Juvenile Idiopathic Arthritis (JIA): What You Should Know

April 18, 2019
Juvenile idiopathic arthritis (JIA) affects children up to the age of 16 and is characterized by joint inflammation, pain, and lack of mobility. There are different types and it can affect one or more joints.

Although you may believe that arthritis is a disease that only affects older people, it can also affect children and teenagers. In this article, we’ll tell you all about juvenile idiopathic arthritis and its symptoms and treatments.

What to know about juvenile idiopathic arthritis (JIA)

There’s a very common misconception that arthritis is an inflammatory rheumatic disease that only affects the elderly. However, musculoskeletal system diseases can manifest at any age. In the case of juvenile idiopathic arthritis, it appears before the age of 16.

There are several types of JIA that can manifest during childhood or adolescence and last a lifetime. They can be classified into systemic-onset, polyarticular (negative or positive), oligoarticular or pauciarticular, psoriatic arthritis, undifferentiated arthritis, and enthesitis-related arthritis.

“JIA affects connective tissue, i.e., the main component of the human musculoskeletal system, made up of the muscles, joints, and tendons.”

To diagnose juvenile idiopathic arthritis, doctors have to run different tests and analyze the symptoms. Seeing a rheumatologist is essential. If it’s diagnosed early, the arthritis can be treated.

Symptoms of juvenile idiopathic arthritis

The symptoms will depend on the type of arthritis. Some will even be undetectable to the naked eye.

For example, patients with systemic-onset JIA suffer from joint swelling, fever, and rashes. Polyarticular juvenile idiopathic arthritis affects at least five joints at once. Oligoarticular or pauciarticular juvenile idiopathic arthritis affects the knees and wrists.

Juvenile Idiopathic Arthritis (JIA)

Some of the typical signs of juvenile idiopathic arthritis are:

  • Inflamed, reddened, and hot joints.
  • Sudden high fever.
  • Lameness, stiffness, joint pain.
  • Limited range of motion, trouble using limbs.
  • Skin rashes.
  • Pale skin, swollen lymph nodes.
  • Low back pain.
  • Red eyes, eye pain, photophobia, vision changes.

If your child has at least one of these symptoms, you should take him or her to a specialist immediately to get checked out.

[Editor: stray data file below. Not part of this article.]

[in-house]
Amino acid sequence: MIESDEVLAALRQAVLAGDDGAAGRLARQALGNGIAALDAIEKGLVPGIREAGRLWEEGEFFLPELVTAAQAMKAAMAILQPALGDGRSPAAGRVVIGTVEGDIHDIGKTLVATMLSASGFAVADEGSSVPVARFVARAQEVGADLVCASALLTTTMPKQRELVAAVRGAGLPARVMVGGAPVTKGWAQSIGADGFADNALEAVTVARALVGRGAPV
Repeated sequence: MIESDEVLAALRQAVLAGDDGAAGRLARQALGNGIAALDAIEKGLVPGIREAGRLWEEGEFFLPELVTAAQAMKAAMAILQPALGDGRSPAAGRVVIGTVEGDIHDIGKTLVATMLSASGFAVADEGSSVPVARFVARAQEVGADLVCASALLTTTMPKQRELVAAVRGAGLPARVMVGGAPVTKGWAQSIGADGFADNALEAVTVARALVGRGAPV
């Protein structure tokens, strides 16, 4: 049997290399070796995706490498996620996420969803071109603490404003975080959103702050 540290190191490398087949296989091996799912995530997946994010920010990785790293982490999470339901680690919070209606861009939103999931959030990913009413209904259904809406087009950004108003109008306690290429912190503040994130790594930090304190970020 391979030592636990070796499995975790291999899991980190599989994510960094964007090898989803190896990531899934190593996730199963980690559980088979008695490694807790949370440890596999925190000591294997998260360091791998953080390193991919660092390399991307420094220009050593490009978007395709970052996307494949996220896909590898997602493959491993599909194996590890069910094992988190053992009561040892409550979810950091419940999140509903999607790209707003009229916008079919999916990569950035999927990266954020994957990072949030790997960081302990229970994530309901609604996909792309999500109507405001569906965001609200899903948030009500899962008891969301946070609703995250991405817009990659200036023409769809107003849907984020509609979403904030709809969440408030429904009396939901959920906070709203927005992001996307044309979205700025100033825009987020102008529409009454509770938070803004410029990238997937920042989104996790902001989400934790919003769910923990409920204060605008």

Specialists run several tests to diagnose juvenile idiopathic arthritis, including blood tests that reveal rheumatoid factor, antinuclear antibodies, complete blood count, erythrocyte sedimentation rate, and HLA-B27.

“X-rays of the affected joints, EKG, bone scintigraphy, and eye exams can also be used to diagnose this condition.”

Is there a treatment or cure for juvenile idiopathic arthritis?

If only one or two joints are affected and the symptoms are mild, the specialist may prescribe nonsteroidal anti-inflammatory drugs, such as ibuprofen, which may be enough to reduce symptoms. Corticosteroids may be prescribed to patients with more severe pain.

When more than three or four joints are affected, patients suffer from fever, swollen lymph glands or rashes. In these cases, specialists may prescribe disease-modifying anti-rheumatic drugs that reduce symptoms, such as methotrexate, Enbrel, and Remicade.

It’s recommended that patients do mild to moderate physical activity instead of resting because that numbs the affected joints even more.

“For this reason, parents should encourage their children with juvenile idiopathic arthritis to ride their bike, walk, swim, or play a sport.”

Physical therapy can help reduce pain and extend the range of motion of certain joints. Cold compresses can also be applied to the affected area to reduce inflammation.

In addition, affected children should count on the help of their parents, friends, and family, as well as psychological assistance if the situation depresses them or makes them irritable.

Many children don’t want to leave their homes or play with their friends due to the pain or because their condition embarrasses them.

Conclusion

Juvenile Idiopathic Arthritis (JIA)

Children diagnosed in the earliest stages of the disease may be able to continue their normal lives, provided they follow the prescribed treatments. In most of these cases, arthritis stagnates and causes little joint damage.

The severity of the disease depends on the number of affected joints and their condition. It’s worth noting that children diagnosed with this condition are more likely to suffer from chronic pain or rheumatoid arthritis as adults.